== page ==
What the hell is Tour Das Hugel?
A ride to Hell and back. Does anyone have a roadmap to hell or a Garmin file? Das Hugel is at least 110 miles of Austin’s most brutal hills. (Some swear it’s up to 113 miles and climbing varies from 10k-13k, but who is counting?)
While the ride features some notable (and memorable) individual hills with steep gradients, there are also hills and more hills leading to those hills.
Take solace, however, in that most of the hills are very short in length, so this isn’t like many mountain rides with long ascents. The “course” is made up of two loops, one just short of 40 miles that returns to the starting point, before taking off again into the hills to the Mansfield dam and back.
When and Where?
2020 – TBD
Should I ride Das Hugel?
Why shouldn’t I ride Das Hugel?
It’s extremely dangerous. Some of the descents are wickedly fast with winding turns. There’s grooved pavement, traffic, grumpy police, steep grades up that might leave you falling over in your clips, etc. Your doctor would advise against it unless your ticker is in top shape. Your spouse would force you to up your life insurance.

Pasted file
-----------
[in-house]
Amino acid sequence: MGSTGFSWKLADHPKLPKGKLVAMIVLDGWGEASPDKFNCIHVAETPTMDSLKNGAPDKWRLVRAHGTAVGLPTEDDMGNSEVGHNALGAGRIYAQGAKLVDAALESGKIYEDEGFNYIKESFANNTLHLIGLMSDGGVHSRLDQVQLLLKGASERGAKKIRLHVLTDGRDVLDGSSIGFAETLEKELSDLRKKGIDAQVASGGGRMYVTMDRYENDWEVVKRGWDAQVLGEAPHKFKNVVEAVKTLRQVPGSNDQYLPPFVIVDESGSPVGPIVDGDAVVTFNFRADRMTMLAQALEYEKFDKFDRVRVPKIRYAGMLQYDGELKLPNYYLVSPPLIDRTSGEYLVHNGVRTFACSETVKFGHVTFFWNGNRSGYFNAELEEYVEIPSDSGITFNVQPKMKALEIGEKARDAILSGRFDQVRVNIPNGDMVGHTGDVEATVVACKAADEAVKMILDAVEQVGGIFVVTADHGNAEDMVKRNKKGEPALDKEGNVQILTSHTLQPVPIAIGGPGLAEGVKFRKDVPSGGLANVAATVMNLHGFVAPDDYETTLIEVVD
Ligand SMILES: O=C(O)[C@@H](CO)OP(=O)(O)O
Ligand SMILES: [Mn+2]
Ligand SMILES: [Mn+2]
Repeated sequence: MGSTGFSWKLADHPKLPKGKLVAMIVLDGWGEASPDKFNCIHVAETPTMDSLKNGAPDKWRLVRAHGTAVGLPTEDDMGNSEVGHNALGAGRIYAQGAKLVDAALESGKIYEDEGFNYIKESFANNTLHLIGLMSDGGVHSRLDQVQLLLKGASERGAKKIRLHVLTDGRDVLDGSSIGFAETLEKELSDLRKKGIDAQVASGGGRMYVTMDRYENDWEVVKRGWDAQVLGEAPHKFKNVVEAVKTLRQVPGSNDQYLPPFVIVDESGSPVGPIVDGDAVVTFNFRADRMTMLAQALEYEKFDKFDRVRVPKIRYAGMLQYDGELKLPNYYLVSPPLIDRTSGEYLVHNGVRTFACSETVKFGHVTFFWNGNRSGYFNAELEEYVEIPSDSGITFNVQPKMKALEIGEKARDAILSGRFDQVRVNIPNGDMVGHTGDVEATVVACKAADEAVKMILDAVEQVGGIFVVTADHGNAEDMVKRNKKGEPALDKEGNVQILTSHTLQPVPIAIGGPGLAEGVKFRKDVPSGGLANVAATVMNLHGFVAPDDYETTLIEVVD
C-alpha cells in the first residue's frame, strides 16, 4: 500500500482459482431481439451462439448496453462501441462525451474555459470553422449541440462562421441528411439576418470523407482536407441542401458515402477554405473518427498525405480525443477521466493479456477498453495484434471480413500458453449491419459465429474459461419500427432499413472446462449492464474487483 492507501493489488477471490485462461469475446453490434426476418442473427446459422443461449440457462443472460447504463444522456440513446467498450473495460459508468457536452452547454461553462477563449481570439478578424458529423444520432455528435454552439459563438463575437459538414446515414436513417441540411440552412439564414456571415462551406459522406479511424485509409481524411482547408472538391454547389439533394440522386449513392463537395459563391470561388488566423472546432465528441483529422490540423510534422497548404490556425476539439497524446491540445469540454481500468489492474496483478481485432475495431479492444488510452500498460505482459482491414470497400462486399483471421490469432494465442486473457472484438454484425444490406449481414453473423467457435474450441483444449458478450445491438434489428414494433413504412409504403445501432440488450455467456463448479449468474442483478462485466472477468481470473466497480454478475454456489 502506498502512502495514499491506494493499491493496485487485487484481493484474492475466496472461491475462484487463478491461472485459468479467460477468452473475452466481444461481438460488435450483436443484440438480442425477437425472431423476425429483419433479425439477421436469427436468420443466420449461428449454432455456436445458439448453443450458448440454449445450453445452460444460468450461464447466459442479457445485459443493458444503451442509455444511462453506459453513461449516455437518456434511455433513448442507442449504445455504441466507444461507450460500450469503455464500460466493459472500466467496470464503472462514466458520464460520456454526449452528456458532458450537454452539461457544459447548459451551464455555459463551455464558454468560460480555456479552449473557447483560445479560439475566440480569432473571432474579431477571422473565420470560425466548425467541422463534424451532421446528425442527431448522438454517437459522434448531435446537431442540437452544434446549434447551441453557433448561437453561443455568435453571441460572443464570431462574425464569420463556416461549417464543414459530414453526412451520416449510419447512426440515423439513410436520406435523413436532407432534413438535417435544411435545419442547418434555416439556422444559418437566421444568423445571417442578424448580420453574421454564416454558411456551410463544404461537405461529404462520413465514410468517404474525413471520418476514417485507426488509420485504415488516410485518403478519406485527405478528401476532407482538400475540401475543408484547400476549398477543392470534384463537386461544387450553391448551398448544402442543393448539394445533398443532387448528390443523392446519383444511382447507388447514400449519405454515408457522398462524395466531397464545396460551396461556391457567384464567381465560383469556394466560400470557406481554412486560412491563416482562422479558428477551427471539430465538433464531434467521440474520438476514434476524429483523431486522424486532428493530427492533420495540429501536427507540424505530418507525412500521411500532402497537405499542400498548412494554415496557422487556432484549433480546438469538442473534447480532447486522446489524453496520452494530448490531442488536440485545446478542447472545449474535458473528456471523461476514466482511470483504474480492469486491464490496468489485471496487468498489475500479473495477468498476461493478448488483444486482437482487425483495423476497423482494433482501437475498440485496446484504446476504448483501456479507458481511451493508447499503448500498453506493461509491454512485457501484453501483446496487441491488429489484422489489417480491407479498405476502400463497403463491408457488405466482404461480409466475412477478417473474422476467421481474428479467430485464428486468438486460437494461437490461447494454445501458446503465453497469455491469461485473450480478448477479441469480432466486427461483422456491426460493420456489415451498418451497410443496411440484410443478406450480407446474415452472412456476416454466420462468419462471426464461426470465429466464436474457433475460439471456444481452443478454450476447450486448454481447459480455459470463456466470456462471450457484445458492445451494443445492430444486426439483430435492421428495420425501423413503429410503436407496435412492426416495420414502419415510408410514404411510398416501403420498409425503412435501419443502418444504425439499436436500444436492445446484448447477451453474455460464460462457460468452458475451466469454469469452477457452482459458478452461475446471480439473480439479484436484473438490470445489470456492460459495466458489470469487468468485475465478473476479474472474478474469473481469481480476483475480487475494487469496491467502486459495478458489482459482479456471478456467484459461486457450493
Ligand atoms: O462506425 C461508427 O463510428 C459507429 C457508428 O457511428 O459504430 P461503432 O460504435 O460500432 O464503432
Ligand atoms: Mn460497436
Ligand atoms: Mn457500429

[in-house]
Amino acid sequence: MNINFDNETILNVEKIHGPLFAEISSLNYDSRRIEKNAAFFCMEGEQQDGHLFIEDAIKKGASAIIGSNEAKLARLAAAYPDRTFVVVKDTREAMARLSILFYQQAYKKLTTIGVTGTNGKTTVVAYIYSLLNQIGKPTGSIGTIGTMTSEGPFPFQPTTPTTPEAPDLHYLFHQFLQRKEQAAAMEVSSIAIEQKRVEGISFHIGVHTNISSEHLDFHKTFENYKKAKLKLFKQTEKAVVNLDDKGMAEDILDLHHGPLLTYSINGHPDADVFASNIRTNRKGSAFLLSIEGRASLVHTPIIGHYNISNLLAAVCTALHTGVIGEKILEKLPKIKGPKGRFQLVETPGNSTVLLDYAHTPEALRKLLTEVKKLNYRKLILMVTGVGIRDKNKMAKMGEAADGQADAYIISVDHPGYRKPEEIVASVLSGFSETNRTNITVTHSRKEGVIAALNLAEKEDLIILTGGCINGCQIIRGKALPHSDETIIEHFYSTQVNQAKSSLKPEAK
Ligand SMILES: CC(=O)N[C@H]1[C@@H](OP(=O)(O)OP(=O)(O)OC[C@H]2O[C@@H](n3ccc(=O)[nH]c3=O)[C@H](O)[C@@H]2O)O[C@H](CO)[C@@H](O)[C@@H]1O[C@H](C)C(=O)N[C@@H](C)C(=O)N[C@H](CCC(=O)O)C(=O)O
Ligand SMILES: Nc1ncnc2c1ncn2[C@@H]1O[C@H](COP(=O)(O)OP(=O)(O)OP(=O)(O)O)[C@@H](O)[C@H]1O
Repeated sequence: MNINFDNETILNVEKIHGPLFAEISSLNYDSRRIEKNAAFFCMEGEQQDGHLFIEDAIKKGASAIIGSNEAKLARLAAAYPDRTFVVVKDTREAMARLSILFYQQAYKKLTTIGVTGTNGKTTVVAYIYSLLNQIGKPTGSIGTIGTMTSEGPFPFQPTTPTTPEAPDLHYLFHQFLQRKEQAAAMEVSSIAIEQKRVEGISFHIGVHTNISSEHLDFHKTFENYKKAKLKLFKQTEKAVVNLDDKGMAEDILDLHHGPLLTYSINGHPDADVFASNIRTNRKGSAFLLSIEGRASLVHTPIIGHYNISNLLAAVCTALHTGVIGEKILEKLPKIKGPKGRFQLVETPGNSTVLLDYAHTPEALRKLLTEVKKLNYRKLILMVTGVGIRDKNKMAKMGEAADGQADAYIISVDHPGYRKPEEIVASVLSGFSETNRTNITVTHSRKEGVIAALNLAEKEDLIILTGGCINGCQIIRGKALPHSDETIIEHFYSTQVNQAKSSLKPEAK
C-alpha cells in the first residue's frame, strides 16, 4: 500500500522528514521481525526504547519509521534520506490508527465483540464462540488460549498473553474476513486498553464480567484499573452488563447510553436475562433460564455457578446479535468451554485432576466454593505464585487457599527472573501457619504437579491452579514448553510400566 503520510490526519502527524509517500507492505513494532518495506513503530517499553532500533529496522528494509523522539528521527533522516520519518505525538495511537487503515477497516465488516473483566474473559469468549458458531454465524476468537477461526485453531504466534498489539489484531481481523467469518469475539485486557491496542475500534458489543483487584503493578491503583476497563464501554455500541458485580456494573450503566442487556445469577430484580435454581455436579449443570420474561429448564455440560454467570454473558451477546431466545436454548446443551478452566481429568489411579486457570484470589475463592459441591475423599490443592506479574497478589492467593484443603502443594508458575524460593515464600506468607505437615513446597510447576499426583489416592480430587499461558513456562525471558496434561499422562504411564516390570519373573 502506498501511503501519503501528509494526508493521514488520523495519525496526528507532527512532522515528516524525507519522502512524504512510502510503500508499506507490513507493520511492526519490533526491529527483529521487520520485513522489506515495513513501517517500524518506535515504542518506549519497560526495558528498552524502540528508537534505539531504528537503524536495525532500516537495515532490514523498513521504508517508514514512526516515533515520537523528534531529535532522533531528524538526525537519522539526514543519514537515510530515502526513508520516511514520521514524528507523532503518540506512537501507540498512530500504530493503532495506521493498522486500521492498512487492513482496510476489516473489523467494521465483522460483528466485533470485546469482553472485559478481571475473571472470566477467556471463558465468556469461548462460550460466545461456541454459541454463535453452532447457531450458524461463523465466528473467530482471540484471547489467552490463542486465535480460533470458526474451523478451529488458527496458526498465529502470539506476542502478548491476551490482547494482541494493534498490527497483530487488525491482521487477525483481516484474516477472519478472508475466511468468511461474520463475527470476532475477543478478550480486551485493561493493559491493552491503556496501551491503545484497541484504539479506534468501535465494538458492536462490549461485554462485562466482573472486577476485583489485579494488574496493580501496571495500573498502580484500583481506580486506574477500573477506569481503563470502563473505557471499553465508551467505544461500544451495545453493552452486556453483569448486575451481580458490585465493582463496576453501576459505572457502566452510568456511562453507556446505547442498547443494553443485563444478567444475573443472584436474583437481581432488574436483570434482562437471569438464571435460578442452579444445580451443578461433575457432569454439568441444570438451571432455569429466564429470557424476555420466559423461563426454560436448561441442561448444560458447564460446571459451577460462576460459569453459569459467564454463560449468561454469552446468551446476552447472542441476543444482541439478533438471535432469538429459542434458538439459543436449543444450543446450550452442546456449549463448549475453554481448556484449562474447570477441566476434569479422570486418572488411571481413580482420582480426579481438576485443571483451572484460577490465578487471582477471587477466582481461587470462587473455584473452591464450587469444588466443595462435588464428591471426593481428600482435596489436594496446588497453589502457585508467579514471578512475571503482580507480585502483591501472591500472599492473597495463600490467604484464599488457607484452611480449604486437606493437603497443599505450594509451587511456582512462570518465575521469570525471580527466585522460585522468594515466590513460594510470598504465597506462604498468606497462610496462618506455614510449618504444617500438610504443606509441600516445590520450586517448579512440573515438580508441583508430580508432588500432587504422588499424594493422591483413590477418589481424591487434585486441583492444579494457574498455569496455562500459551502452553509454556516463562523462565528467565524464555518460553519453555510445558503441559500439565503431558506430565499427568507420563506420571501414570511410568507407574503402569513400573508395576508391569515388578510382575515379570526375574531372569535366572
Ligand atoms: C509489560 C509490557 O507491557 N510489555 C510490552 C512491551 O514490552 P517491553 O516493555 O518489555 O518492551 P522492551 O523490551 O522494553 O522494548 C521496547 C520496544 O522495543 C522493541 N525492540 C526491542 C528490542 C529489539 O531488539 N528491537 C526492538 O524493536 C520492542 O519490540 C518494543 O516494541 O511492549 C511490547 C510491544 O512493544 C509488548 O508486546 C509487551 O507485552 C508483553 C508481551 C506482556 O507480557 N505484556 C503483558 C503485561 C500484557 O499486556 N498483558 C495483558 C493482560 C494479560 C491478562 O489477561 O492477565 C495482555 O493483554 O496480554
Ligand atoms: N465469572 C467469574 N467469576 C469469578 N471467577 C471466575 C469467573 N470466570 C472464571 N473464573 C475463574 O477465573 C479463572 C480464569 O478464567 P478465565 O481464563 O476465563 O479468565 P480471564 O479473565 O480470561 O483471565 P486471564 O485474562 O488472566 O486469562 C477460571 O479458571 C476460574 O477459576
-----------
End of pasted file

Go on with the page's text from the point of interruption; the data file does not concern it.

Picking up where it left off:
OK, it’s an unforgettable experience. Gorgeous scenery. And everyone is joined in the camaraderie of pain.
Is this a race?
No – ish
Are there any “course markers”?
Used to be, but not anymore. Bring a cue sheet. And for God’s sake, don’t make a wrong turn. It will just be an additional hill to climb.
What if it rains?
See “Why shouldn’t I ride Das Hugel?” above. There is no rain-date make-up. So riders should use common sense and wait for dry pavement, particularly for descents or ascents where you might be doing wheelies. Tip, stay on the saddle if the pavement is wet going up!
What’s the hardest hill?
Beauford. OK, who knows? Everyone has a personal preference.
What’s the most discouraging hill?
That’s a surprise. But let’s just say there’s a big view both ways.
Do I need lights?
They come in handy if the weather is glum for the start. Don’t be such a weight weenie. And if you’re like this writer, they likely will come in handy when you’re still toiling on the course after dark.
What’s with the name?
Hügel is German for hill. We think it should be “Der Hugel,” but “Das” is how it started and “Das” is how it ends.